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The effectiveness of a structured education pulmonary rehabilitation programme for improving the health status of people with moderate and severe chronic obstructive pulmonary disease in primary care: the PRINCE cluster randomised trial
  1. Dympna Casey1,
  2. Kathy Murphy1,
  3. Declan Devane1,
  4. Adeline Cooney1,
  5. Bernard McCarthy1,
  6. Lorraine Mee1,
  7. John Newell2,
  8. Eamon O'Shea3,
  9. Carl Scarrott4,
  10. Paddy Gillespie3,
  11. Collette Kirwan1,
  12. Andrew W Murphy5
  1. 1School of Nursing and Midwifery, National University of Ireland, Galway, Ireland
  2. 2HRB Clinical Research Facility and School of Mathematics, Statistics and Applied Mathematics, National University of Ireland, Galway, Ireland
  3. 3School of Business & Economics, National University of Ireland, Galway, Ireland
  4. 4Statistics Mathematic and Statistics Department, University of Canterbury, Christchurch, New Zealand
  5. 5Department of General Practice, National University of Ireland, Galway, Ireland
  1. Correspondence to Dr Dympna Casey, School of Nursing & Midwifery, National University of Ireland, Galway, Ireland; dympna.casey{at}nuigalway.ie

Abstract

Objective To evaluate the effectiveness of a structured education pulmonary rehabilitation programme on the health status of people with chronic obstructive pulmonary disease (COPD).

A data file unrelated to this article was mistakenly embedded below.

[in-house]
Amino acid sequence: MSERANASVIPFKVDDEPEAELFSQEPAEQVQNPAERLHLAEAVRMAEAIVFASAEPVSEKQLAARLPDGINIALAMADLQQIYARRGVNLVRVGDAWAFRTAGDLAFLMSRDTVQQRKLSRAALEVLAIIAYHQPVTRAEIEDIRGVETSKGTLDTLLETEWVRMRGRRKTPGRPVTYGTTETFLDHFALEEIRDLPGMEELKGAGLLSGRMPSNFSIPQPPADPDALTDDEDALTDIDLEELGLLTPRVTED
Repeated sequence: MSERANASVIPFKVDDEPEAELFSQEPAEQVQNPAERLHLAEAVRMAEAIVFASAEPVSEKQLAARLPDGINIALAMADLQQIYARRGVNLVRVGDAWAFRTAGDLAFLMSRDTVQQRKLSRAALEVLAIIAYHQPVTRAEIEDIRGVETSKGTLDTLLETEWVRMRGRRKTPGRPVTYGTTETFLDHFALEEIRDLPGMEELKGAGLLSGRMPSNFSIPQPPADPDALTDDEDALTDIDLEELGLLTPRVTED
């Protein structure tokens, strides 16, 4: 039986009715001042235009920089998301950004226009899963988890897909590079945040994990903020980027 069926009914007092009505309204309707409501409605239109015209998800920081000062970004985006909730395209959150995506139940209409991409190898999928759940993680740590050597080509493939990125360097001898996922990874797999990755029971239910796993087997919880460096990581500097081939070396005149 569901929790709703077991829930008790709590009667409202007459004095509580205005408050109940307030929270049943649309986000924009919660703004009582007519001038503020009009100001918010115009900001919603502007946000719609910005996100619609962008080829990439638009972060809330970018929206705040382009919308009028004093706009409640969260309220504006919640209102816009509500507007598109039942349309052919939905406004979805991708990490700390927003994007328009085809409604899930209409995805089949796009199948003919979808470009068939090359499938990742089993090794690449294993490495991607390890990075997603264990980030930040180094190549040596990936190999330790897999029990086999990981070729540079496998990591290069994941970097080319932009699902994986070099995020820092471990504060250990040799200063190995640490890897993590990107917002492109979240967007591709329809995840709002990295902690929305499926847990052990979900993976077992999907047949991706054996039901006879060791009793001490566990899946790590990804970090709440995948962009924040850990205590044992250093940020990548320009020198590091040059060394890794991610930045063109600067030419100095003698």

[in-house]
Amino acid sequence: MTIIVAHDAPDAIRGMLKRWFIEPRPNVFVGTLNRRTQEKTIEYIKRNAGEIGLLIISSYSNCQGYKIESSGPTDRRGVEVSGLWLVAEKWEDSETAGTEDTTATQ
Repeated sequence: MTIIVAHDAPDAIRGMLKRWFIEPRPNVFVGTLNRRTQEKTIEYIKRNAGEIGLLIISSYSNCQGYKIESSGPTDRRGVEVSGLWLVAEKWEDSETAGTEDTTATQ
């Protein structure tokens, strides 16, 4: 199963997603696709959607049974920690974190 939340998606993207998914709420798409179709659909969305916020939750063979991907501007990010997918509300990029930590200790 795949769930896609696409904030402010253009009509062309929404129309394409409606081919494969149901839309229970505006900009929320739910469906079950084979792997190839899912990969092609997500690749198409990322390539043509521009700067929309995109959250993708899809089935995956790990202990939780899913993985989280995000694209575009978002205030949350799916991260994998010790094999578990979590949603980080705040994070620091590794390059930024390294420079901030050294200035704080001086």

Design Two-arm, cluster randomised controlled trial.

Setting 32 general practices in the Republic of Ireland.

Participants 350 participants with a diagnosis of moderate or severe COPD.

Intervention Experimental group received a structured education pulmonary rehabilitation programme, delivered by the practice nurse and physiotherapist. Control group received usual care.

Main outcome measure Health status as measured by the Chronic Respiratory Questionnaire (CRQ) at baseline and at 12–14 weeks postcompletion of the programme.

Results Participants allocated to the intervention group had statistically significant higher mean change total CRQ scores (adjusted mean difference (MD) 1.11, 95% CI 0.35 to 1.87). However, the CI does not exclude a smaller difference than the one that was prespecified as clinically important. Participants allocated to the intervention group also had statistically significant higher mean CRQ Dyspnoea scores after intervention (adjusted MD 0.49, 95% CI 0.20 to 0.78) and CRQ Physical scores (adjusted MD 0.37, 95% CI 0.14 to 0.60). However, CIs for both the CRQ Dyspnoea and CRQ Physical subscales do not exclude smaller differences as prespecified as clinically important. No other statistically significant differences between groups were seen.

Conclusions A primary care based structured education pulmonary rehabilitation programme is feasible and may increase local accessibility to people with moderate and severe COPD.

Trial registration ISRCTN52403063.

  • Pulmonary Rehabilitation
  • Exercise

This is an Open Access article distributed in accordance with the Creative Commons Attribution Non Commercial (CC BY-NC 3.0) license, which permits others to distribute, remix, adapt, build upon this work non-commercially, and license their derivative works on different terms, provided the original work is properly cited and the use is non-commercial. See: http://creativecommons.org/licenses/by-nc/3.0/

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